Grand Lake: Cabin owner challenges $20,000 water bill in court
Sky-Hi Daily News
Larry Stuart pulls out a series of bills, and one by one, reviews their amounts.
In total, the bills add up to just under $20,000, the result of a leaky water line that connects to his small, seasonal cabin in the North Shore Subdivision outside of Grand Lake.
“I’m retired. I live on Social Security and a little pension,” Stuart said, sitting at the picnic table outside of his cabin Friday.
The bills remain unpaid as he pays a lawyer to fight them – a dilemma that is approaching $30,000 with fees, and getting steeper with every passing minute.
His gamble is that in January, he will have his day in court; if unsuccessful, he will have to sell his cabin.
He is fed up by the fact that he has not had water at his cabin for three summer seasons, that each time he goes to his mailbox he worries about what might be inside, that he feels as though a water company is taking advantage of homeowners to recover the costs of an aging infrastructure, and that a dirt company grossly inflated costs for work that was done.
“I just feel cabin people up here need to know about (what is happening to me),” he said.
Stuart became embroiled with the North Shore Water and Sanitation District in late September 2005.
After he and a friend visited Rocky Mountain National Park to hear the autumn elk bugling, they went to the small cabin to rest before the drive back to Denver the following day.
They went there with the understanding that the cabin did not have water because, as was his annual routine, Stuart had already shut off the water on Sept. 1.
When they arrived, they noticed a crew of workers digging a hole across the road from the cabin. There had been evidence of a leak for some time, Stuart said, and the problem was just then getting fixed.
That night, one of the workers instructed Stuart to turn off his hot water heater (which was already shut off). He was then informed that the leak problem had been isolated, that it happened to be on a section of line that was Stuart’s responsibility.
Since Stuart didn’t want or need water for the entire winter, he never gave permission to the workers to fix this section of line, he said. Instead, he preferred to take care of the problem in the spring.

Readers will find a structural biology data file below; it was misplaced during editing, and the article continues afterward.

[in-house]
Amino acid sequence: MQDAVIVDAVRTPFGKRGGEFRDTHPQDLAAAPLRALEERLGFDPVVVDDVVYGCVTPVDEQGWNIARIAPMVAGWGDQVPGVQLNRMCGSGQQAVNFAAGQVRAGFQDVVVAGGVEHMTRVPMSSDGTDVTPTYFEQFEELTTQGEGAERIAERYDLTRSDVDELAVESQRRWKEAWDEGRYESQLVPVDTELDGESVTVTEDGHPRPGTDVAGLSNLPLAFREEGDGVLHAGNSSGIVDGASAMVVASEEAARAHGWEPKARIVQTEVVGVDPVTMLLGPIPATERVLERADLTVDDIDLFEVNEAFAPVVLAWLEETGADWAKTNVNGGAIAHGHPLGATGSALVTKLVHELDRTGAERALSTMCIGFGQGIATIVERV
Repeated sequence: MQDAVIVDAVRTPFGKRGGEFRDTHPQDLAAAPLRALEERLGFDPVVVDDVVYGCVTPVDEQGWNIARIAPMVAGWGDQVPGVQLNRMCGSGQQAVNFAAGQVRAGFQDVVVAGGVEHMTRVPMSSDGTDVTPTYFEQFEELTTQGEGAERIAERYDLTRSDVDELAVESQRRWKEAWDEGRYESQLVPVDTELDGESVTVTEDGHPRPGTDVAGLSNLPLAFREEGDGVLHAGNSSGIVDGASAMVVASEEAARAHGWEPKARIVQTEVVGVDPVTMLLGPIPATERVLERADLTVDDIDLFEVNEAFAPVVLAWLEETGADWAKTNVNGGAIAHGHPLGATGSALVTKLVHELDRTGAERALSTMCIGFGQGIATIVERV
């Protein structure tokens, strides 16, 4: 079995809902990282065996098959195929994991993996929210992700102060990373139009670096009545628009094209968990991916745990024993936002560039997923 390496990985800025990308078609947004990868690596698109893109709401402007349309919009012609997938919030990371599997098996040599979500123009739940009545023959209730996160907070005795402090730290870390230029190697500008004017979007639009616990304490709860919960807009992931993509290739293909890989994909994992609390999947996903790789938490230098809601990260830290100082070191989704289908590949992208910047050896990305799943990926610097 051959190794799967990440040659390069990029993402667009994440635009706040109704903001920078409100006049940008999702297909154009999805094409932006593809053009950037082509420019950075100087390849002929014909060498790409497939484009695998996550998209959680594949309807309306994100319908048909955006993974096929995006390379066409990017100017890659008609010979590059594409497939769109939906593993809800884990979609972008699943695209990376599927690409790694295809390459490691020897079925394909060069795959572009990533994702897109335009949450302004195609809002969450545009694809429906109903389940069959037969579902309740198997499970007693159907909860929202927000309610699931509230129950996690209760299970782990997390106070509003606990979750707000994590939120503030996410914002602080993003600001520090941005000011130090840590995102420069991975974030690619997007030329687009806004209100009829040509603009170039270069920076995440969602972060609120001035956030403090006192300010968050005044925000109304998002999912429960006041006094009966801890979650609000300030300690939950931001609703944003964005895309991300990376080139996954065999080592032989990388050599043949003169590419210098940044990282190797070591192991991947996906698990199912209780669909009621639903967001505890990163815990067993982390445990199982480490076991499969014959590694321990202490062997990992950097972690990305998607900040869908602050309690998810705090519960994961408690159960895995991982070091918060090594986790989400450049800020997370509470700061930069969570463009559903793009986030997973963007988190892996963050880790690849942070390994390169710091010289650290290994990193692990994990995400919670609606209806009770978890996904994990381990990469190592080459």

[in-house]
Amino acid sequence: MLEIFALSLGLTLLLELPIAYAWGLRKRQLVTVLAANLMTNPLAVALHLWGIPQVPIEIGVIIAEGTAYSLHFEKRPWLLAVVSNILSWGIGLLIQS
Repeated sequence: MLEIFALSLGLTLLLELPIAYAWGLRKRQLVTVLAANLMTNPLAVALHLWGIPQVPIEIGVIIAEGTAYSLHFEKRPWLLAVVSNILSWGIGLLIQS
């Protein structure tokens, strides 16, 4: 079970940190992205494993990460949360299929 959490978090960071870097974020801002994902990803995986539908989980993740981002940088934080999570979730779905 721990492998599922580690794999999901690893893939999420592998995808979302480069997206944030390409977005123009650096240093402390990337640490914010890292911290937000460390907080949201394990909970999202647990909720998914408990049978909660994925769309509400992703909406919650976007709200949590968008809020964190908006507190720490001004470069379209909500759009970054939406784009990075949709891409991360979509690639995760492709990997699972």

But workers fixed the pipe and filled the hole anyway.
Stuart received a bill for just under $4,500 on Oct. 2.
Then, according to Stuart, the entire section of line that crosses the road and connects to his curb stop was replaced – without his consent.
Another bill came. This time, for $4,125.
It didn’t stop there.
County Road 64 now needed to be repaired where the water line had run under it – at a cost of $4,809. Stuart received the bill on July 22.
A large section of the sunken asphalt would be repaired from a series of “four to five leaks” on that section of road alone, Stuart said, caused by 50-year-old galvanized pipes.
The following month, Stuart got another bill for $6,549. The road in front of his cabin was now paved.
Stuart said he felt like the water company had access to an open checkbook in his name.
“I never had input for the work that was done,” he said. “And no input on the billing. They just kept sending bill after bill.”
The district eventually shut off his water for non-payment.
Stuart resorted to hauling water to his cabin.
He even set up a large tank on his front lawn and filled it with purchased, domestic, potable water, until the water company told him that, by law, he couldn’t use that as a water source.
They also required Stuart to replace the piping from his curb stop to the cabin.
Stuart abided, but thinks the piping was fine and did not need to be replaced.
This fall, even though unpaid bills have accumulated, and sides plan to battle it out in court, the district offered to turn his water on again, Stuart said, “out of good will.”
But, he said, it’s fall, and he doesn’t need water at the cabin until spring.
The North Shore Water and Sanitation District contracts with the Three Lakes Water and Sanitation District for its administration. Sally Blea, district manager of Three Lakes, said Stuart’s situation is “unfortunate.”
“It was an expensive project,” she said. “It is expensive when a homeowner has a water line break.”
Although she declined to comment on the particulars of Stuart’s case, Blea said, North Shore keeps the names of several contractors that can respond to emergencies, and for this particular leak, the company that fixed it had been available that night.
Since it pulled a permit to dig up the road and fix the leak, she said, it had the responsibility by permit to repair the county road afterward.
The North Shore rules and regulations state that the service line connecting to the main line beyond the curb stop is the responsibility of the homeowner. However, Blea said, Stuart has indicated he does not feel the line is his responsibility. This policy was implemented by a vote of the water district board long before Stuart’s water line leak.
Homeowners need to be aware of this potential expense, Blea said.
In the Columbine Lake community, for example, all homeowners pay $50 a year into an emergency pool. Then, if there is a homeowner’s water line problem in a right-of-way, repairs are paid out of this insurance policy, up to $10,000 an occurrence.
In the Feb. 6, 2006, North Shore Water and Sanitation District board minutes, Superintendent Mike Gibboni said, “The water main is in poor shape and there are bound to be more leaks.”
Stuart said he hopes his neighbors are aware of problem and the costs involved in fixing it – before they end up with a pile of bills they cannot pay, piling up on their kitchen table.
“People need to know what’s going on,” he said.
-Tonya Bina can be reached at 887-3334 ext 19603 or e-mail email@example.com.
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